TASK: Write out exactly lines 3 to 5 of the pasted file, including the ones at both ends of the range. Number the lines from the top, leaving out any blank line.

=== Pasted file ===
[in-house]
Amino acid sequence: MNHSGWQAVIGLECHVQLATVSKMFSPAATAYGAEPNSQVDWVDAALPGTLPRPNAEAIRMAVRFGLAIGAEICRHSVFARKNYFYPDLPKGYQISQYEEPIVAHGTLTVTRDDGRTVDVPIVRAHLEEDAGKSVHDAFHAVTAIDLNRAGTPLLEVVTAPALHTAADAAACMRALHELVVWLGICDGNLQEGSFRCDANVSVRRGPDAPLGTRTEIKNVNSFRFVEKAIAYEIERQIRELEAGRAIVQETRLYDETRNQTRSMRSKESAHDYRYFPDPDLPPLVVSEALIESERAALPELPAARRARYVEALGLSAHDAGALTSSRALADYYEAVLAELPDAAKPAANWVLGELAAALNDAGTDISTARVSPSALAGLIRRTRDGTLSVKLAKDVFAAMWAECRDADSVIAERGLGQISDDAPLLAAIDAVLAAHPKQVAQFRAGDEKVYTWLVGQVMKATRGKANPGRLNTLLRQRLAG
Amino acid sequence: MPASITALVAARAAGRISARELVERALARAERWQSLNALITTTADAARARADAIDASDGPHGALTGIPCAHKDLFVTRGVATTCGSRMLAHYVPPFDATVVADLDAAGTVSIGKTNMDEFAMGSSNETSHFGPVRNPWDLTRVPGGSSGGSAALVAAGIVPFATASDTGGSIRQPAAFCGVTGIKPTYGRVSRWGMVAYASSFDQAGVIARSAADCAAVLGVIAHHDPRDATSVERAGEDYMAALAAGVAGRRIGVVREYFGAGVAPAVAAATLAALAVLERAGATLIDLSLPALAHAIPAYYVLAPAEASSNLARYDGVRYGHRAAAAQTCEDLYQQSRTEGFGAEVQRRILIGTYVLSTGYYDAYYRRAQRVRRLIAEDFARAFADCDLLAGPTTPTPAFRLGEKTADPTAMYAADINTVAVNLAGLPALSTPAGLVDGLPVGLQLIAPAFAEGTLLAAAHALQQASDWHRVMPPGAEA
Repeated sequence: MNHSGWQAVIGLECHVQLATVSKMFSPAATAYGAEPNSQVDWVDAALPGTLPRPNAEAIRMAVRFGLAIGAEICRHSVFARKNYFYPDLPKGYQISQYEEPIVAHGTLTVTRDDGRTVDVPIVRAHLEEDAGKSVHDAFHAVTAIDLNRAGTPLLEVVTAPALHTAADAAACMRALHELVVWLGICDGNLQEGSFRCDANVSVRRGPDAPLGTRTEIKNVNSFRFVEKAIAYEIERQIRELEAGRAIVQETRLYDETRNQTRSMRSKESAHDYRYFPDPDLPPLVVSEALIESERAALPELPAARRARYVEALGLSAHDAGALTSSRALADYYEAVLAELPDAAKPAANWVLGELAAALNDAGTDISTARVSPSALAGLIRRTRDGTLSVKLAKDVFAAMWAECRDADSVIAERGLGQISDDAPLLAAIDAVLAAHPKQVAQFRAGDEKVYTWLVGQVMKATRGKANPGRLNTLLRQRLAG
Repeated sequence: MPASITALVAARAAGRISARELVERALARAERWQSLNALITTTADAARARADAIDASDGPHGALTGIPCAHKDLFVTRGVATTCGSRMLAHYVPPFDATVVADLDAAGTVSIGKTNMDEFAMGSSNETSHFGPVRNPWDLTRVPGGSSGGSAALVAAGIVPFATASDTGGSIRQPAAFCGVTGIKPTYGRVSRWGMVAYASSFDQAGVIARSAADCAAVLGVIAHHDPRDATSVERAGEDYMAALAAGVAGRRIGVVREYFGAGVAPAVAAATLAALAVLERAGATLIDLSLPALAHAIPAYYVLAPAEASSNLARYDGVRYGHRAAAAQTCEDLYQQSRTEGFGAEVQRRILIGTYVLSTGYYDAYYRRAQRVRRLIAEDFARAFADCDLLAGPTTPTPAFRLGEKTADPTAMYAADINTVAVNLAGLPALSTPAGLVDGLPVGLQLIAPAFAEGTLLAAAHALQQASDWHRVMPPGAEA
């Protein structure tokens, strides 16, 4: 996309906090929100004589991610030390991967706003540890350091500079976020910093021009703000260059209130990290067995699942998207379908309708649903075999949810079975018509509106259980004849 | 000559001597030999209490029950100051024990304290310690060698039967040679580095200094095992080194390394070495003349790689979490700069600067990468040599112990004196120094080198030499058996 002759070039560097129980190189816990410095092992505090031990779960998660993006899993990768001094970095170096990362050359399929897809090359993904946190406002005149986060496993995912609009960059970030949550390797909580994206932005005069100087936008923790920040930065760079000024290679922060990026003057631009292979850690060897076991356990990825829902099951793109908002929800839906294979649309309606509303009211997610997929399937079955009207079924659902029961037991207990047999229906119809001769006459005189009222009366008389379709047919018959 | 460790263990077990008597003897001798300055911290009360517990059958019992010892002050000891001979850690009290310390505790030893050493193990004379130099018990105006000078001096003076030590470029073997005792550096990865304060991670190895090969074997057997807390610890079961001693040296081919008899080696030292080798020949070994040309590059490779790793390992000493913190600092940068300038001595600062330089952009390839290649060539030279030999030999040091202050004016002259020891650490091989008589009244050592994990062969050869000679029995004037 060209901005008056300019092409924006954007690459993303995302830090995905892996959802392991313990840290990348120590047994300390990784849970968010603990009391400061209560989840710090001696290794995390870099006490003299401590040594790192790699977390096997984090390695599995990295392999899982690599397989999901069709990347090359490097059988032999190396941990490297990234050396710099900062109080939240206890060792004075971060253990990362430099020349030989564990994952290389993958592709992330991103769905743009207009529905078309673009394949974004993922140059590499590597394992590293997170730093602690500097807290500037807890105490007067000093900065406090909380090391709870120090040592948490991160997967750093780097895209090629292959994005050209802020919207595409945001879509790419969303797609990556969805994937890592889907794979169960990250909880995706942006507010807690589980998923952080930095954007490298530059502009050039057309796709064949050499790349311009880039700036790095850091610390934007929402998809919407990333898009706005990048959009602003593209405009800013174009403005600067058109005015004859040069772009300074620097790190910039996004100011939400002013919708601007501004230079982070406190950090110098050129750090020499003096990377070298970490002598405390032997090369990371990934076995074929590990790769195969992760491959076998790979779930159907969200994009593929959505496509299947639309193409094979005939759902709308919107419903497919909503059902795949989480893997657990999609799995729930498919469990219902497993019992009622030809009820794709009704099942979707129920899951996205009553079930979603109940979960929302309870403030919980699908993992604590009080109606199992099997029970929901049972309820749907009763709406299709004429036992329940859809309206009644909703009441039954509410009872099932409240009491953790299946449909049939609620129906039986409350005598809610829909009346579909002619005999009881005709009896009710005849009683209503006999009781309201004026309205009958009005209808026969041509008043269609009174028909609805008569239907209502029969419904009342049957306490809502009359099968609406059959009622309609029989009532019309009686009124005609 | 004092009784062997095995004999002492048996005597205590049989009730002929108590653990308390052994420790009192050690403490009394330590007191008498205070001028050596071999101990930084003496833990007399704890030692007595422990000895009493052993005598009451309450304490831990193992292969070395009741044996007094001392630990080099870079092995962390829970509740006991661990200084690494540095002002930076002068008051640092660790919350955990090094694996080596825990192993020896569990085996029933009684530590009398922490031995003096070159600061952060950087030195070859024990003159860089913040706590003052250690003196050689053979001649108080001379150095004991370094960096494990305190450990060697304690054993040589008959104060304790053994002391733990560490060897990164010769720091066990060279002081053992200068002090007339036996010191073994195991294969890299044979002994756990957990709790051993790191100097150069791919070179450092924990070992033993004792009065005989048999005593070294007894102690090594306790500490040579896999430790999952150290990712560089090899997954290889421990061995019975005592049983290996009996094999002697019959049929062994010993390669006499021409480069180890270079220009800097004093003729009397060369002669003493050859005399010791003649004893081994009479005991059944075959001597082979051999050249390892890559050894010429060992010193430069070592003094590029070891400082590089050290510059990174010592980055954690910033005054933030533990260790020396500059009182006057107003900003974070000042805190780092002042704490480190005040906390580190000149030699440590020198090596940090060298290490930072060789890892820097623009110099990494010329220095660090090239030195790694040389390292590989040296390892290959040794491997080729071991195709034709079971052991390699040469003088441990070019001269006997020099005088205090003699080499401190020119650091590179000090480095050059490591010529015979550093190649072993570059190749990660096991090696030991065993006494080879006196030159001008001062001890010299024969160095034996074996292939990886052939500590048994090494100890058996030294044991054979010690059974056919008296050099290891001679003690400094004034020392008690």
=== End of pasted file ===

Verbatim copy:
Amino acid sequence: MPASITALVAARAAGRISARELVERALARAERWQSLNALITTTADAARARADAIDASDGPHGALTGIPCAHKDLFVTRGVATTCGSRMLAHYVPPFDATVVADLDAAGTVSIGKTNMDEFAMGSSNETSHFGPVRNPWDLTRVPGGSSGGSAALVAAGIVPFATASDTGGSIRQPAAFCGVTGIKPTYGRVSRWGMVAYASSFDQAGVIARSAADCAAVLGVIAHHDPRDATSVERAGEDYMAALAAGVAGRRIGVVREYFGAGVAPAVAAATLAALAVLERAGATLIDLSLPALAHAIPAYYVLAPAEASSNLARYDGVRYGHRAAAAQTCEDLYQQSRTEGFGAEVQRRILIGTYVLSTGYYDAYYRRAQRVRRLIAEDFARAFADCDLLAGPTTPTPAFRLGEKTADPTAMYAADINTVAVNLAGLPALSTPAGLVDGLPVGLQLIAPAFAEGTLLAAAHALQQASDWHRVMPPGAEA
Repeated sequence: MNHSGWQAVIGLECHVQLATVSKMFSPAATAYGAEPNSQVDWVDAALPGTLPRPNAEAIRMAVRFGLAIGAEICRHSVFARKNYFYPDLPKGYQISQYEEPIVAHGTLTVTRDDGRTVDVPIVRAHLEEDAGKSVHDAFHAVTAIDLNRAGTPLLEVVTAPALHTAADAAACMRALHELVVWLGICDGNLQEGSFRCDANVSVRRGPDAPLGTRTEIKNVNSFRFVEKAIAYEIERQIRELEAGRAIVQETRLYDETRNQTRSMRSKESAHDYRYFPDPDLPPLVVSEALIESERAALPELPAARRARYVEALGLSAHDAGALTSSRALADYYEAVLAELPDAAKPAANWVLGELAAALNDAGTDISTARVSPSALAGLIRRTRDGTLSVKLAKDVFAAMWAECRDADSVIAERGLGQISDDAPLLAAIDAVLAAHPKQVAQFRAGDEKVYTWLVGQVMKATRGKANPGRLNTLLRQRLAG
Repeated sequence: MPASITALVAARAAGRISARELVERALARAERWQSLNALITTTADAARARADAIDASDGPHGALTGIPCAHKDLFVTRGVATTCGSRMLAHYVPPFDATVVADLDAAGTVSIGKTNMDEFAMGSSNETSHFGPVRNPWDLTRVPGGSSGGSAALVAAGIVPFATASDTGGSIRQPAAFCGVTGIKPTYGRVSRWGMVAYASSFDQAGVIARSAADCAAVLGVIAHHDPRDATSVERAGEDYMAALAAGVAGRRIGVVREYFGAGVAPAVAAATLAALAVLERAGATLIDLSLPALAHAIPAYYVLAPAEASSNLARYDGVRYGHRAAAAQTCEDLYQQSRTEGFGAEVQRRILIGTYVLSTGYYDAYYRRAQRVRRLIAEDFARAFADCDLLAGPTTPTPAFRLGEKTADPTAMYAADINTVAVNLAGLPALSTPAGLVDGLPVGLQLIAPAFAEGTLLAAAHALQQASDWHRVMPPGAEA